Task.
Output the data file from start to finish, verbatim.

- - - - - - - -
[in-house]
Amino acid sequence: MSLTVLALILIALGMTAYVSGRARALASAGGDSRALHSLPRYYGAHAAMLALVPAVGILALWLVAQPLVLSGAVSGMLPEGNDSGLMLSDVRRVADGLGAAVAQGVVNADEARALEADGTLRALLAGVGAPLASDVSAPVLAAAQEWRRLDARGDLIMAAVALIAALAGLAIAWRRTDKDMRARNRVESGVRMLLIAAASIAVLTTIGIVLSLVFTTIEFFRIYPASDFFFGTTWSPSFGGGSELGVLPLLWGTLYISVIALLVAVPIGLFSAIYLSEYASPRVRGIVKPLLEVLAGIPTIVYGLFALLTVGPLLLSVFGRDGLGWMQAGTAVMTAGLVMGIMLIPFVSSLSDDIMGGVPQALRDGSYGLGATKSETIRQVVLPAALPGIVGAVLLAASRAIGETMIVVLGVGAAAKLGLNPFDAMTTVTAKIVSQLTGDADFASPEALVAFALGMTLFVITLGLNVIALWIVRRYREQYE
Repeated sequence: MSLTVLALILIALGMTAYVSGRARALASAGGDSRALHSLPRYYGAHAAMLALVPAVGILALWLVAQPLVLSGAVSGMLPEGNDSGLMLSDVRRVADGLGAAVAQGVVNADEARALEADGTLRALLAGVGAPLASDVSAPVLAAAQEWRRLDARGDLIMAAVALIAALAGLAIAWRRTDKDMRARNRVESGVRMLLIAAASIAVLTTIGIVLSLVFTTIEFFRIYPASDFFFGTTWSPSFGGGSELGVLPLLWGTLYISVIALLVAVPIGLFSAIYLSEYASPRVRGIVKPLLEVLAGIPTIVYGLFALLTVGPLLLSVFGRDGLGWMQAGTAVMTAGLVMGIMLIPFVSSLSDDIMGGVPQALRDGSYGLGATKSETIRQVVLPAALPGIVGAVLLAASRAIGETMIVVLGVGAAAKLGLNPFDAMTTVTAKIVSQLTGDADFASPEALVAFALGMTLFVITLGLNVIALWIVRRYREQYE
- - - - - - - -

[in-house]
Amino acid sequence: MSLTVLALILIALGMTAYVSGRARALASAGGDSRALHSLPRYYGAHAAMLALVPAVGILALWLVAQPLVLSGAVSGMLPEGNDSGLMLSDVRRVADGLGAAVAQGVVNADEARALEADGTLRALLAGVGAPLASDVSAPVLAAAQEWRRLDARGDLIMAAVALIAALAGLAIAWRRTDKDMRARNRVESGVRMLLIAAASIAVLTTIGIVLSLVFTTIEFFRIYPASDFFFGTTWSPSFGGGSELGVLPLLWGTLYISVIALLVAVPIGLFSAIYLSEYASPRVRGIVKPLLEVLAGIPTIVYGLFALLTVGPLLLSVFGRDGLGWMQAGTAVMTAGLVMGIMLIPFVSSLSDDIMGGVPQALRDGSYGLGATKSETIRQVVLPAALPGIVGAVLLAASRAIGETMIVVLGVGAAAKLGLNPFDAMTTVTAKIVSQLTGDADFASPEALVAFALGMTLFVITLGLNVIALWIVRRYREQYE
Repeated sequence: MSLTVLALILIALGMTAYVSGRARALASAGGDSRALHSLPRYYGAHAAMLALVPAVGILALWLVAQPLVLSGAVSGMLPEGNDSGLMLSDVRRVADGLGAAVAQGVVNADEARALEADGTLRALLAGVGAPLASDVSAPVLAAAQEWRRLDARGDLIMAAVALIAALAGLAIAWRRTDKDMRARNRVESGVRMLLIAAASIAVLTTIGIVLSLVFTTIEFFRIYPASDFFFGTTWSPSFGGGSELGVLPLLWGTLYISVIALLVAVPIGLFSAIYLSEYASPRVRGIVKPLLEVLAGIPTIVYGLFALLTVGPLLLSVFGRDGLGWMQAGTAVMTAGLVMGIMLIPFVSSLSDDIMGGVPQALRDGSYGLGATKSETIRQVVLPAALPGIVGAVLLAASRAIGETMIVVLGVGAAAKLGLNPFDAMTTVTAKIVSQLTGDADFASPEALVAFALGMTLFVITLGLNVIALWIVRRYREQYE